February 18, 2017: Genes
https://www.readbyqxmd.com/read/28218692/early-insights-from-commercialization-of-gene-therapies-in-europe
#6
Nicolas Touchot, Mathias Flume
After years of research and development, gene therapies are now becoming a commercial reality with several products approved by European regulatory authorities [...].
February 17, 2017: Genes
https://www.readbyqxmd.com/read/28218682/immune-mediated-therapies-for-liver-cancer
#7
REVIEW
Rajagopal N Aravalli, Clifford J Steer
In recent years, immunotherapy has gained renewed interest as an alternative therapeutic approach for solid tumors. Its premise is based on harnessing the power of the host immune system to destroy tumor cells. Development of immune-mediated therapies, such as vaccines, adoptive transfer of autologous immune cells, and stimulation of host immunity by targeting tumor-evasive mechanisms have advanced cancer immunotherapy. In addition, studies on innate immunity and mechanisms of immune evasion have enhanced our understanding on the immunology of liver cancer...
February 17, 2017: Genes
https://www.readbyqxmd.com/read/28218681/the-intra-s-checkpoint-responses-to-dna-damage
#8
REVIEW
Divya Ramalingam Iyer, Nicholas Rhind
Faithful duplication of the genome is a challenge because DNA is susceptible to damage by a number of intrinsic and extrinsic genotoxins, such as free radicals and UV light. Cells activate the intra-S checkpoint in response to damage during S phase to protect genomic integrity and ensure replication fidelity. The checkpoint prevents genomic instability mainly by regulating origin firing, fork progression, and transcription of G1/S genes in response to DNA damage. Several studies hint that regulation of forks is perhaps the most critical function of the intra-S checkpoint...
February 17, 2017: Genes
https://www.readbyqxmd.com/read/28218679/mcm10-a-dynamic-scaffold-at-eukaryotic-replication-forks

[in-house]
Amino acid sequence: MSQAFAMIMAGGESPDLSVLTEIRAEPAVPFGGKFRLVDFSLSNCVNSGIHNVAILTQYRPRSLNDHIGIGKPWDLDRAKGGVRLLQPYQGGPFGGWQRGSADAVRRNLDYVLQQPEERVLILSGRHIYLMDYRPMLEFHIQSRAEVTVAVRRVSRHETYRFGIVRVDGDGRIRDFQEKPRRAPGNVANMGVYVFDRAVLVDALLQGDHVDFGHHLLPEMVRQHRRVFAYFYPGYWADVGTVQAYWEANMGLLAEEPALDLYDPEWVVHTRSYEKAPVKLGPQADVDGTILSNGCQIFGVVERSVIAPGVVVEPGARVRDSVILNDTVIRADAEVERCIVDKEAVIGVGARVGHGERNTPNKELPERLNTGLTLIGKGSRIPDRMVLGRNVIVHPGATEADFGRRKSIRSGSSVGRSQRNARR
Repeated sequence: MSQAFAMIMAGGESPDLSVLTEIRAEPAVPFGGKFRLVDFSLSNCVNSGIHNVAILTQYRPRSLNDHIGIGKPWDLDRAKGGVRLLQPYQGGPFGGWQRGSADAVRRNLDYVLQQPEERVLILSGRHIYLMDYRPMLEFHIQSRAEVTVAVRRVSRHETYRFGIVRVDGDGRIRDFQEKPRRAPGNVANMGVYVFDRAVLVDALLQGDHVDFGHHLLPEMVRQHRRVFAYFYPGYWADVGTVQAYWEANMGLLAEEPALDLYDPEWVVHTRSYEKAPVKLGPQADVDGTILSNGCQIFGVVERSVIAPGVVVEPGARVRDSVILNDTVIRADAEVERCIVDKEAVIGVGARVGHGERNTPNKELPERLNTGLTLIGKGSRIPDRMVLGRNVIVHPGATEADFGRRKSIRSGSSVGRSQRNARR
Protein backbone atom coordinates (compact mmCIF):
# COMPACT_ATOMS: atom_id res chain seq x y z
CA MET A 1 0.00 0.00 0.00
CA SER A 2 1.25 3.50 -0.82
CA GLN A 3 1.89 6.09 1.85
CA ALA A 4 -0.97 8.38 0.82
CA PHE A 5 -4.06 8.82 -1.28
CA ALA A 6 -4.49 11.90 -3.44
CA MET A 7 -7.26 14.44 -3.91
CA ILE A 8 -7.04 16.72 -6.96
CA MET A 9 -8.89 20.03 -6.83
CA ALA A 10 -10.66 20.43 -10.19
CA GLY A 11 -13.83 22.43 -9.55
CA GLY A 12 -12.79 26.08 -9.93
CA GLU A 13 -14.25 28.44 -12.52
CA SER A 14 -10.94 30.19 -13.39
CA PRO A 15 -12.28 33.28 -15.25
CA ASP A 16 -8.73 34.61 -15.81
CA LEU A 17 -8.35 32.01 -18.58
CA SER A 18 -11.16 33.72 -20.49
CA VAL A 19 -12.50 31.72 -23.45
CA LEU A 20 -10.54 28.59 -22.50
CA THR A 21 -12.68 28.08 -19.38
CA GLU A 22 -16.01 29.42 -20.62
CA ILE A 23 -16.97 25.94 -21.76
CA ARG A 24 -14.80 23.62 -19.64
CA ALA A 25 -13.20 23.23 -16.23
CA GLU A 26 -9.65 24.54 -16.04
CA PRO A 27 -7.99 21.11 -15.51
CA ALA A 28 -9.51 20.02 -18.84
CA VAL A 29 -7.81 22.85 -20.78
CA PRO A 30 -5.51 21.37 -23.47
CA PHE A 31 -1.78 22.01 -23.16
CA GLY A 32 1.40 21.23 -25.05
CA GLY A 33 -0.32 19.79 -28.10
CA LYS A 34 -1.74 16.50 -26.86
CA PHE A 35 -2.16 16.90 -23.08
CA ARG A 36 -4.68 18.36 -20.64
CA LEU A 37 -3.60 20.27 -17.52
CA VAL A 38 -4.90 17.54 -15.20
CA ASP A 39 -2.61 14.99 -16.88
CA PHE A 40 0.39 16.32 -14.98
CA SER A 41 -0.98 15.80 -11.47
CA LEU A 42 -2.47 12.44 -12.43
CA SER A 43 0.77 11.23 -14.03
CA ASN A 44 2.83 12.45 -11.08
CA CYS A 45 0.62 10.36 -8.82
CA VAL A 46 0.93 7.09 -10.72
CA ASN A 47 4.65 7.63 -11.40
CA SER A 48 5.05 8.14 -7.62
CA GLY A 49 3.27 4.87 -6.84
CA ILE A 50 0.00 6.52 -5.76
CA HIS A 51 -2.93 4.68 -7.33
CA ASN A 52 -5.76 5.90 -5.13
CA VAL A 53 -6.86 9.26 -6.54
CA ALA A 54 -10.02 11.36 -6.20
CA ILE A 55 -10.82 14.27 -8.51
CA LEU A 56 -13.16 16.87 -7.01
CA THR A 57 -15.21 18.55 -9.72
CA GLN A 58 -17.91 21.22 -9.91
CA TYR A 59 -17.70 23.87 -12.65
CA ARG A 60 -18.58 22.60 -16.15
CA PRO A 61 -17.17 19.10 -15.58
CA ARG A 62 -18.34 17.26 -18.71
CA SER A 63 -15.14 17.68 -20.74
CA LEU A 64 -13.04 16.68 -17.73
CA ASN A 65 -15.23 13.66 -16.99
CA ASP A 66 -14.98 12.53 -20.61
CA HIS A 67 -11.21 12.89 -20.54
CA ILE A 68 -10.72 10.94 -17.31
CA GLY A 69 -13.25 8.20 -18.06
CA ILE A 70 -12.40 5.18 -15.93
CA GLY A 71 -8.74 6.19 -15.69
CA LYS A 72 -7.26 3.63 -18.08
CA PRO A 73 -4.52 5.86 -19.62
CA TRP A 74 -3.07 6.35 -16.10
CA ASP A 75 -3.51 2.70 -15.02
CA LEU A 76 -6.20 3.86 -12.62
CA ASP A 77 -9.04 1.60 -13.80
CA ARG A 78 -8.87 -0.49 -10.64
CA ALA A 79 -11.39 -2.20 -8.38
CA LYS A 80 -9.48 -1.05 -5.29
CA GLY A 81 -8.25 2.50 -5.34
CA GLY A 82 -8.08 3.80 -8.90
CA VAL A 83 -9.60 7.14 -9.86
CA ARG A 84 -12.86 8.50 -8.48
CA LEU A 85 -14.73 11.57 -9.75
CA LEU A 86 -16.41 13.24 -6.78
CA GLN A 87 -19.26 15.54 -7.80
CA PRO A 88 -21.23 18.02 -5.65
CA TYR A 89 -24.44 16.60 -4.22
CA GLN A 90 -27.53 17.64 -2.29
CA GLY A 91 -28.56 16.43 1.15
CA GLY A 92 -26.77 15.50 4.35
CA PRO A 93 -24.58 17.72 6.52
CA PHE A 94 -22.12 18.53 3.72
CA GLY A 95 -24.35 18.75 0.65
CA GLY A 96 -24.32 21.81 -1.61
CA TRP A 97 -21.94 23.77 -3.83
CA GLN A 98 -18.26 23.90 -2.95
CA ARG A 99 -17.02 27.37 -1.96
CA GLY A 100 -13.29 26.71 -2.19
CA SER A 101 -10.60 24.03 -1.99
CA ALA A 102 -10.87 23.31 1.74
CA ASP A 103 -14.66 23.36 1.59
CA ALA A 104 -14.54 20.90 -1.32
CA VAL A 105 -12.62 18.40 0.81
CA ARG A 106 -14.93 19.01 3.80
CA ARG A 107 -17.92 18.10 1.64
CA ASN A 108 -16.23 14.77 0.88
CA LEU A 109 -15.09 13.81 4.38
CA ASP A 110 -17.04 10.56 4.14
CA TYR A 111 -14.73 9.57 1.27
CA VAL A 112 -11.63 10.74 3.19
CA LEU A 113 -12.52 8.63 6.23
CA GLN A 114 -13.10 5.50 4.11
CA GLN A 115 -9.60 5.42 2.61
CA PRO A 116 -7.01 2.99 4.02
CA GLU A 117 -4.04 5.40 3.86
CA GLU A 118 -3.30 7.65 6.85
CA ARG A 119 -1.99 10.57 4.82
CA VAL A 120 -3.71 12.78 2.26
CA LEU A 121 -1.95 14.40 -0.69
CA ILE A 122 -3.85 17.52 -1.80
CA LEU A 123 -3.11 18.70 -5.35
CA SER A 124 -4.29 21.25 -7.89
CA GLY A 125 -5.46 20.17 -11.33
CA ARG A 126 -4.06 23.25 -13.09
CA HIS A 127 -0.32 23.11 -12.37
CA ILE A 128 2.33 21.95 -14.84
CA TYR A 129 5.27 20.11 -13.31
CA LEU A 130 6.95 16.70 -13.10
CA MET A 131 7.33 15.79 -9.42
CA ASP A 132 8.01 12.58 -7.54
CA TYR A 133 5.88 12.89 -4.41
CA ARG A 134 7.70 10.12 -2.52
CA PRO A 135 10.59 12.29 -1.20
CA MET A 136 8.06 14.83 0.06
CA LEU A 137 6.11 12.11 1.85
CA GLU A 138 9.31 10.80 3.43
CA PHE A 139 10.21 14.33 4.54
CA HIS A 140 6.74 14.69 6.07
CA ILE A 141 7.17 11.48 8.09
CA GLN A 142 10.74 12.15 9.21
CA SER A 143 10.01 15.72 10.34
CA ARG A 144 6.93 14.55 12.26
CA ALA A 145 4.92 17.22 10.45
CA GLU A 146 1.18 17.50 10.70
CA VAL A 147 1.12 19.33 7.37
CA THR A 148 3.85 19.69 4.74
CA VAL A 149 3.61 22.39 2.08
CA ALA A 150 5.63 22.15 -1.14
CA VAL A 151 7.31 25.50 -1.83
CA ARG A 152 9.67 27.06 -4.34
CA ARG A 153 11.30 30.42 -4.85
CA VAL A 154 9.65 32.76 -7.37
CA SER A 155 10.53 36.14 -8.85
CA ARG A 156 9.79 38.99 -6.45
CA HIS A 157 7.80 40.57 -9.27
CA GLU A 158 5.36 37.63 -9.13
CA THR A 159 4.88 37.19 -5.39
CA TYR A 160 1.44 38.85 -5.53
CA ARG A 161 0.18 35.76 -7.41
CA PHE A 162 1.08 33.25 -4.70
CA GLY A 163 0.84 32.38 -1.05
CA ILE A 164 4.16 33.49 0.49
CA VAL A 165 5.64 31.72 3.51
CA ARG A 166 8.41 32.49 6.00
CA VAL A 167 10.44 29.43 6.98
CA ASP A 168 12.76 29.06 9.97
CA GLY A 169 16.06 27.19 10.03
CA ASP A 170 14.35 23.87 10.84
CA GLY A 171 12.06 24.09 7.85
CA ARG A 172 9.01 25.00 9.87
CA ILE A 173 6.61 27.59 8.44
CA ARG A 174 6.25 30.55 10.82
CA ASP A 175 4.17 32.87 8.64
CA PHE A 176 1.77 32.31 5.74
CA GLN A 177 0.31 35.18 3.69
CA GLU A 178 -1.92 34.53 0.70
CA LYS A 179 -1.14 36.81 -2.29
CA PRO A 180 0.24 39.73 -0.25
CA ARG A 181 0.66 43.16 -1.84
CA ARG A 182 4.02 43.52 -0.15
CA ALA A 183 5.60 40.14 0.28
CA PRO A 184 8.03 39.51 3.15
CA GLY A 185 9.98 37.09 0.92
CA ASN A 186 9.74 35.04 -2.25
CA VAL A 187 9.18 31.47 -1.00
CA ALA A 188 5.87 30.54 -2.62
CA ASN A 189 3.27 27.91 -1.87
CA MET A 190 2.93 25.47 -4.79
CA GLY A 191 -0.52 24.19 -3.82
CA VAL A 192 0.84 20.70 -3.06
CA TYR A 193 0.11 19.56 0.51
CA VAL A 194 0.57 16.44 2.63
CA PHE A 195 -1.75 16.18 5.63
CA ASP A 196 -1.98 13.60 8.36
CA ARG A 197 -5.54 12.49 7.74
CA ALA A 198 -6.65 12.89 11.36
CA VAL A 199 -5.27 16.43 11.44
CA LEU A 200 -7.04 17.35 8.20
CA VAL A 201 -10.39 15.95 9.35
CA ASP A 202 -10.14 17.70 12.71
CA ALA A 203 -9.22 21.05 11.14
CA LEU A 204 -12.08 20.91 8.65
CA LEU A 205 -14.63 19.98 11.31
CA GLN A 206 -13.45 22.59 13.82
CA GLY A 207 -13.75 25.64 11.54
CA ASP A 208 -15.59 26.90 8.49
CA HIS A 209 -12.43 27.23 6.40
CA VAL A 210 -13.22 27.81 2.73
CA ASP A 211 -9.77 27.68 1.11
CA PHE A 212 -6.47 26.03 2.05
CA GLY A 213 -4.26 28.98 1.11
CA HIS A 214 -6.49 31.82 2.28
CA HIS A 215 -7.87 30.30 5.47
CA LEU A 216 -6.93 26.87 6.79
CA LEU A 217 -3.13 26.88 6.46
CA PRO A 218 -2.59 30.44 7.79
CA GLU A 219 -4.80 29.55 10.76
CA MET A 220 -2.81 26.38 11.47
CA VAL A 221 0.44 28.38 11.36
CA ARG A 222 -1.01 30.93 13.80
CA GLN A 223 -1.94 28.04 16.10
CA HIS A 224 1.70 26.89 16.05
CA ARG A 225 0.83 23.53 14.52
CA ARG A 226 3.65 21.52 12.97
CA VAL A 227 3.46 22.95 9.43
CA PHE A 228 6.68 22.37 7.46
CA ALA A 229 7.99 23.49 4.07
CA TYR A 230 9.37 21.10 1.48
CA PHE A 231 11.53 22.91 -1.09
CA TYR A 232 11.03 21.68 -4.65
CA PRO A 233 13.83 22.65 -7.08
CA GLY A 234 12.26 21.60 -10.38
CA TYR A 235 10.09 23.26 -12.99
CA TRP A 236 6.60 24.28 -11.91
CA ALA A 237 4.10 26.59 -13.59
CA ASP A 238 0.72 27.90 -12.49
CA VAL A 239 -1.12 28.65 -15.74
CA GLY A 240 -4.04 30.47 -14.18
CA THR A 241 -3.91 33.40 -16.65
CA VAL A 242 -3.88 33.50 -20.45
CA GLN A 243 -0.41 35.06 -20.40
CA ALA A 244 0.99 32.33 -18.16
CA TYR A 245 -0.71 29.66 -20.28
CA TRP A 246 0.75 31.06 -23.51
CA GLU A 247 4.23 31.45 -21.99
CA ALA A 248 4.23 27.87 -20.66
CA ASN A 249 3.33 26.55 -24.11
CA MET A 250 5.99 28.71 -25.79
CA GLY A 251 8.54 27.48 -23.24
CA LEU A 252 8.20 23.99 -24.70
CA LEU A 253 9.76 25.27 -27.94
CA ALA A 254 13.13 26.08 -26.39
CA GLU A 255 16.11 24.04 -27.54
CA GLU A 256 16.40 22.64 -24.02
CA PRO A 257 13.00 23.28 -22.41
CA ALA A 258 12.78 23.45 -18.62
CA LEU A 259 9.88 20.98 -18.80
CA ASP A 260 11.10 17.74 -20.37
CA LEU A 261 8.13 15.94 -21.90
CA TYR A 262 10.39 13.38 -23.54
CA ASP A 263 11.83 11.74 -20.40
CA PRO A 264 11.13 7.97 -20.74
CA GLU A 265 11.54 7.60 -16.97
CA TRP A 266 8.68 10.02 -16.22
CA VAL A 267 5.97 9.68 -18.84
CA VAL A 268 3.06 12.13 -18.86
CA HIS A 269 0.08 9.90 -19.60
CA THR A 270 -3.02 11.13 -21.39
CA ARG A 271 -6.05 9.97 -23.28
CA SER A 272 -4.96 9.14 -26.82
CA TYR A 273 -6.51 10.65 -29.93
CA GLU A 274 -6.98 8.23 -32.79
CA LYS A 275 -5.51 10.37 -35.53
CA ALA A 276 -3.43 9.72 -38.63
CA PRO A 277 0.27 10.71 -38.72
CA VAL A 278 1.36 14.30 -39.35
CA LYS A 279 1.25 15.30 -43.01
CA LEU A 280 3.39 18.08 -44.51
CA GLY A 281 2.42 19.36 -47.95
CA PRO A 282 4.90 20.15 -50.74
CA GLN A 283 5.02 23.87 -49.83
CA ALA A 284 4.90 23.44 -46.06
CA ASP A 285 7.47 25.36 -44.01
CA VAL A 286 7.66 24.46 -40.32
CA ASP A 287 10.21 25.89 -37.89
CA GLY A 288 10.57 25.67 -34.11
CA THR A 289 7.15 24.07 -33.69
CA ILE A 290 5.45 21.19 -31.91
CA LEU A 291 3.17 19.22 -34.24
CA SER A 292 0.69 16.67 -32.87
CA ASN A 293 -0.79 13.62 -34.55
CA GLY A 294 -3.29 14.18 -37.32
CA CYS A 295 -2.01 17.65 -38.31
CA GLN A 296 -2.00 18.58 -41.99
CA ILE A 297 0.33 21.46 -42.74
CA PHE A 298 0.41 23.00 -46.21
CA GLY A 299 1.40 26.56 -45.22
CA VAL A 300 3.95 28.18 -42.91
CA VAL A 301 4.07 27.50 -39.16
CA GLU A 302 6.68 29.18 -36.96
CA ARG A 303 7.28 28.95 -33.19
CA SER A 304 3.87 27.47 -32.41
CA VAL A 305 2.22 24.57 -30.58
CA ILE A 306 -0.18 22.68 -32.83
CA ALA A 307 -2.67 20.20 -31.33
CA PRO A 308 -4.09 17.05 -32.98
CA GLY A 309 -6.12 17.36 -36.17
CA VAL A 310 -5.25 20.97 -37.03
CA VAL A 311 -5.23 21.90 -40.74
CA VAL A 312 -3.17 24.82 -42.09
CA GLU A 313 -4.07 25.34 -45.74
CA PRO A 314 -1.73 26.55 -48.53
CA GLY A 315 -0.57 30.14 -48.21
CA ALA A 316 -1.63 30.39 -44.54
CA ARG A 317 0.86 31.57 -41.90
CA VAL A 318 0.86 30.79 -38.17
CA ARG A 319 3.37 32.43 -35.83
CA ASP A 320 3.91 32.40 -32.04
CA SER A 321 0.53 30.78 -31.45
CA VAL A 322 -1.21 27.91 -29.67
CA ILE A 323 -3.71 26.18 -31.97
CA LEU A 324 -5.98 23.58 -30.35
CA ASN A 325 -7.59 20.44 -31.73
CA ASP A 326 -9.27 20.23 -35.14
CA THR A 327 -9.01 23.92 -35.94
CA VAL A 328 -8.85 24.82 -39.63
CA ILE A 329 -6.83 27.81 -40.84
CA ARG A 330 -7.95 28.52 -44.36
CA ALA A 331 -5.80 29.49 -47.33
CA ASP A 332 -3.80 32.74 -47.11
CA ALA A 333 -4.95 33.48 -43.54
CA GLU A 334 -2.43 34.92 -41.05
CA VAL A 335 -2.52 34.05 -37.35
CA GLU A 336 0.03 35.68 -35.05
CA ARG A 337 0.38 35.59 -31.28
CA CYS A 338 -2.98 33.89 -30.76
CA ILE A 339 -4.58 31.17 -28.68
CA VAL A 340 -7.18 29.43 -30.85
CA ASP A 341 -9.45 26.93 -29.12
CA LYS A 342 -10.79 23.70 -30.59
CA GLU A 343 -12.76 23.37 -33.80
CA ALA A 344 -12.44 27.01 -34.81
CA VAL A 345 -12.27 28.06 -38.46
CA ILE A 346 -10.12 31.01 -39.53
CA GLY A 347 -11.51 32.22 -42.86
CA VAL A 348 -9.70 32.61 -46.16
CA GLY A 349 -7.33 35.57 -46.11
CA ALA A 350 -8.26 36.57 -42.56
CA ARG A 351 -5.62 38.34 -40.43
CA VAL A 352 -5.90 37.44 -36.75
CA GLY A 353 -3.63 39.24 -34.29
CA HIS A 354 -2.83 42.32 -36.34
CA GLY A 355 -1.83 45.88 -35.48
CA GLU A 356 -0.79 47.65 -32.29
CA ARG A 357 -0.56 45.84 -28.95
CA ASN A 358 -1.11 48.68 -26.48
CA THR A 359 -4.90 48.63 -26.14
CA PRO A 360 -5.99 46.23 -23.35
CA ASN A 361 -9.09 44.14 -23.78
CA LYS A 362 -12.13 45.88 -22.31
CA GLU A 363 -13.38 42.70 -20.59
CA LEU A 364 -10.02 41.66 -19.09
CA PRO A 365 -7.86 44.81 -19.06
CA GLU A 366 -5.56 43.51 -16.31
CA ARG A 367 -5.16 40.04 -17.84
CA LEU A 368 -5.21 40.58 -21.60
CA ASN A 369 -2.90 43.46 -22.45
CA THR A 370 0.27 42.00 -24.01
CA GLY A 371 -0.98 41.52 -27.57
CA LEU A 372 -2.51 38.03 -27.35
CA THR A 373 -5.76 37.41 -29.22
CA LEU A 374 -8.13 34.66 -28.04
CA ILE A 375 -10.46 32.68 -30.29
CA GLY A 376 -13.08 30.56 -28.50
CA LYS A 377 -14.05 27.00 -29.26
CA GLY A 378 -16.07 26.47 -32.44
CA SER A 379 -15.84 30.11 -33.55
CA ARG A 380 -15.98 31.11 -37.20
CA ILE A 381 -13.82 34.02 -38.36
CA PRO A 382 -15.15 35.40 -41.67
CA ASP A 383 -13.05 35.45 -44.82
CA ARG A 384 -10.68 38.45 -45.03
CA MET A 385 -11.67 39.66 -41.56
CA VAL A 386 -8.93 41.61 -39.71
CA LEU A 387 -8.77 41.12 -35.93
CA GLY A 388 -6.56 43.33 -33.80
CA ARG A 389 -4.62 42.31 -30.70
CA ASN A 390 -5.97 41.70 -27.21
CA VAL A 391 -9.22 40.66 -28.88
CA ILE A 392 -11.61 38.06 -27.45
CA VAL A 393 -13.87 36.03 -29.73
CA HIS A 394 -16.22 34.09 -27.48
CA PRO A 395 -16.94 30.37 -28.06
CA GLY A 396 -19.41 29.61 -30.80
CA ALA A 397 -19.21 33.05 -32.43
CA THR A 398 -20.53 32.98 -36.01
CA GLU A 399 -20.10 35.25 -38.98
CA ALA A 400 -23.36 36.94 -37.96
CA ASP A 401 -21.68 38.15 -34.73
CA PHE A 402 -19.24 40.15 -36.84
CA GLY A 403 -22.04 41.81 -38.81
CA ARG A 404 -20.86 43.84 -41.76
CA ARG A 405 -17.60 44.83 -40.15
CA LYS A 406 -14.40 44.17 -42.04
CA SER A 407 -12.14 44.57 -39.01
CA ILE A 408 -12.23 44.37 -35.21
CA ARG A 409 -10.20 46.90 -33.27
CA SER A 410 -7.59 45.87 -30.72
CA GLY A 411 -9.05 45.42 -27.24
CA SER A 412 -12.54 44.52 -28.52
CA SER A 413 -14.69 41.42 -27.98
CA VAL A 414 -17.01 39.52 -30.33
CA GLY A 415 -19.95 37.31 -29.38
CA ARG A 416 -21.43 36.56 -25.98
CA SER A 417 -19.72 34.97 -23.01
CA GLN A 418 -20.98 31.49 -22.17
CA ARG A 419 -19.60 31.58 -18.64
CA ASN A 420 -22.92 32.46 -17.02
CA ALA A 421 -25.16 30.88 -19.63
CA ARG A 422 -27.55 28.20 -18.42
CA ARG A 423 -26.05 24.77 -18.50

#9
REVIEW
Ryan M Baxley, Anja-Katrin Bielinsky
To complete the duplication of large genomes efficiently, mechanisms have evolved that coordinate DNA unwinding with DNA synthesis and provide quality control measures prior to cell division. Minichromosome maintenance protein 10 (Mcm10) is a conserved component of the eukaryotic replisome that contributes to this process in multiple ways. Mcm10 promotes the initiation of DNA replication through direct interactions with the cell division cycle 45 (Cdc45)-minichromosome maintenance complex proteins 2-7 (Mcm2-7)-go-ichi-ni-san GINS complex proteins, as well as single- and double-stranded DNA...
February 17, 2017: Genes
https://www.readbyqxmd.com/read/28218666/the-ageing-brain-effects-on-dna-repair-and-dna-methylation-in-mice
#10
Sabine A S Langie, Kerry M Cameron, Gabriella Ficz, David Oxley, Bartłomiej Tomaszewski, Joanna P Gorniak, Lou M Maas, Roger W L Godschalk, Frederik J van Schooten, Wolf Reik, Thomas von Zglinicki, John C Mathers
Base excision repair (BER) may become less effective with ageing resulting in accumulation of DNA lesions, genome instability and altered gene expression that contribute to age-related degenerative diseases. The brain is particularly vulnerable to the accumulation of DNA lesions; hence, proper functioning of DNA repair mechanisms is important for neuronal survival. Although the mechanism of age-related decline in DNA repair capacity is unknown, growing evidence suggests that epigenetic events (e.g., DNA methylation) contribute to the ageing process and may be functionally important through the regulation of the expression of DNA repair genes...
February 17, 2017: Genes
https://www.readbyqxmd.com/read/28218662/microrna-expression-profile-identifies-high-grade-non-muscle-invasive-bladder-tumors-at-elevated-risk-to-progress-to-an-invasive-phenotype
#11
Sara M Lenherr, Sheaumei Tsai, Brasil Silva Neto, Travis B Sullivan, Cara B Cimmino, Tanya Logvinenko, Jason Gee, Wei Huang, John A Libertino, Ian C Summerhayes, Kimberly M Rieger-Christ